Public Health England’s Breathtaking Naivety On Mental Health

the Government’s flagship mental health provider, Improving Access to Psychological Treatments (IAPT) has been a serial offender when it comes to non-declarations of conflicts of interest. If this were not enough, IAPT has been allowed to mark its own homework. It has not been subjected to publicly funded independent evaluation. All despite the taxpayer paying IAPT’s bill of £4billion. Unfortunately determining which publicly funded ‘Experts’ decided what, when and in collaboration with whom is likely to be as daunting as discovering who decided what with regards to the pandemic.  It’s about as transparent as our major rivers. But there is a pressing need for a public inquiry.

Latest Violation

IAPT’s latest violation occurred in a paper examining the agencies data in last months British Journal of Clinical Psychology https://doi.org/10.1111/bjc.12259., when an IAPT Programme Director and corresponding author  declared no conflict of interest. I protested to the Editor Professor Grisham about this violation and  that the authors, though citing my study of 90 IAPT clients failed to mention the key message of the study was that the recovery rate was 10% https://doi.org/10.1177%2F1359105318755264. These authors positively framed their findings to underline the frequently re-iterated claim of IAPT that it approaches a 50% recovery rate. My Commentary on the Journal article has been accepted for publication in it  in the near future.

Violation By The Prime Movers In IAPT

 In 2018 a study was published in the Lancet, and funded by the Wellcome Trust, and headed ‘Transparency about the outcomes of mental health services (IAPT approach): an analysis of public data’ and states:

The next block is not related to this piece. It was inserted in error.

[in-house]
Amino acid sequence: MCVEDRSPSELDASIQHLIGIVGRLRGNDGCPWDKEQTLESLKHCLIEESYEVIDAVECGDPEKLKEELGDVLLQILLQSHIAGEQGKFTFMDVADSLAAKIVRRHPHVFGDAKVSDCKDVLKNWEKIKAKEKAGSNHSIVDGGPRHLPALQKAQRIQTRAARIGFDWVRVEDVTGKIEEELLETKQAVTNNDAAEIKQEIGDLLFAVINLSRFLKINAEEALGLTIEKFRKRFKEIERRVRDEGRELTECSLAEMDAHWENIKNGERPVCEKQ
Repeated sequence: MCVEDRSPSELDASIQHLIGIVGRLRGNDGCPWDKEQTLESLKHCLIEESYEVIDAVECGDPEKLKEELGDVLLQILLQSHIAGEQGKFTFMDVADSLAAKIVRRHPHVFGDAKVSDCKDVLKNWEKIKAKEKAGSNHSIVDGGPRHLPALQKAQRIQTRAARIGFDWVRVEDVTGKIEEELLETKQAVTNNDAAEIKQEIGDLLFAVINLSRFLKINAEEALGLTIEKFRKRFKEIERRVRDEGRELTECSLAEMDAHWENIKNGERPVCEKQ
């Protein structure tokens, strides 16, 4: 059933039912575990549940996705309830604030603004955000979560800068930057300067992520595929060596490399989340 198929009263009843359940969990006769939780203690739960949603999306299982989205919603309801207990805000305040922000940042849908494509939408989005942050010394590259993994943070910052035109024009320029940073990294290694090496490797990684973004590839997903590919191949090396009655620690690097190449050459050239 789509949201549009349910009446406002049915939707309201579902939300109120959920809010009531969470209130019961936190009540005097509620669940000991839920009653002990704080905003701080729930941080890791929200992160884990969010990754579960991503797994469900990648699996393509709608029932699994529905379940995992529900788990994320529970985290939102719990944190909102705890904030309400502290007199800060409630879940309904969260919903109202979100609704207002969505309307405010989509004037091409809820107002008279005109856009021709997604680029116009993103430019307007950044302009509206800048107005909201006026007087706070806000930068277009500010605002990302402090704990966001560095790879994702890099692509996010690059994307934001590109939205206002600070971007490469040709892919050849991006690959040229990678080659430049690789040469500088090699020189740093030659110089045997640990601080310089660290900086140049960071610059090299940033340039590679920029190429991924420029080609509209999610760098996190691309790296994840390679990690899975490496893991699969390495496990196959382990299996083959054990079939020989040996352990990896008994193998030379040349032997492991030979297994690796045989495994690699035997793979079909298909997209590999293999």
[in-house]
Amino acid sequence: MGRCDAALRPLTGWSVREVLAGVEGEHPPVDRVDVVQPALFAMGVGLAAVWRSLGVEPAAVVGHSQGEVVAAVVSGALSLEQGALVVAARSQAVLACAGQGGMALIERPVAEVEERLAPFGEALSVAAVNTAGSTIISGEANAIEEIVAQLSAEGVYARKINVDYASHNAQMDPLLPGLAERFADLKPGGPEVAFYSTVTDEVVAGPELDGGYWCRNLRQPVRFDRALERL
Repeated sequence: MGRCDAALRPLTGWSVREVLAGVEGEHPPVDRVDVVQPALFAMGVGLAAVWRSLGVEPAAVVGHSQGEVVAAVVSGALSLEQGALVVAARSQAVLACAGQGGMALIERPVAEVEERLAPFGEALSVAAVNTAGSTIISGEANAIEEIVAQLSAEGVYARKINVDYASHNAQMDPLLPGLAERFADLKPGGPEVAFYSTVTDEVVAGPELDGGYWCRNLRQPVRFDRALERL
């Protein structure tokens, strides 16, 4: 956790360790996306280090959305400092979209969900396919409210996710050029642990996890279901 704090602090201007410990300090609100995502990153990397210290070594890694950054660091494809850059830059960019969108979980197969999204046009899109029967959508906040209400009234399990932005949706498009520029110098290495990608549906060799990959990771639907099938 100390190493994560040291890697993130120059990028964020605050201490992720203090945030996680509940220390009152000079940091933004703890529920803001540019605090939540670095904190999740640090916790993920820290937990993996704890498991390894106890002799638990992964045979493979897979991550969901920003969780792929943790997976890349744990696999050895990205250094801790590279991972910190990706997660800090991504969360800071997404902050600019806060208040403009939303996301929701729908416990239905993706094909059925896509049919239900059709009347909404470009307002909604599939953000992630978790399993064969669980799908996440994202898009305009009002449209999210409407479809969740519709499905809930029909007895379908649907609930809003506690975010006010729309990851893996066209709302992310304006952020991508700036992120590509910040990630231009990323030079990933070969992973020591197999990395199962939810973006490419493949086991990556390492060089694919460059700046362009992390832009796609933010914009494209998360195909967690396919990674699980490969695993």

‘Role of the funding source
The funder of the study had no role in study design, data
collection, data analysis, data interpretation, or writing of
the report. The corresponding author had full access to
all the data in the study and had final responsibility for
the decision to submit for publication’.

But there is no mention that the lead author is the leading light in IAPT, and that with one of the other authors, Lord Layard, they were the architects of IAPT.

A Systemic Problem 

In July 2017 I protested to the Editor of Behavior Research and Therapy (BRAT), that no conflict of interest had been declared in a paper authored by Ali et al published in that month’s issue of the Journal, https://doi.org/10.1016/j.brat.2017.04.006 focusing on IAPT data on relapse after low intensity interventions. I pointed out that the lead author headed the Northern IAPT research network.

In October 2015 Behavioural And Cognitive Psychotherapy published a paper by Kellet et al about an IAPT service ‘Large Group Stress Control’ https://doi.org/10.1017/S1352465815000491 this was authored by an IAPT teacher and researcher and appears without any statement of conflict of interest. 

 

Dr Mike Scott

IAPT Hoodwinks NHS England

by alleging compliance with NICE recommended evidence-based psychological treatments. But, NICE bases its’ recommendations, largely, on randomised controlled trials conducted on specific disorders, with different protocols for different disorders. It is impossible to implement NICE guidance without reliable diagnosis, but IAPT have never claimed that its’ clinicians make a diagnosis!

Even the notion of a utilising a ‘provisional diagnosis’ was jettisoned in last years IAPT Manual, (see link below) in favour of a ‘problem descriptor’:

https://www.dropbox.com/s/pgmbsoqjqmq04qz/IAPT%20Manual%202018.pdf?dl=0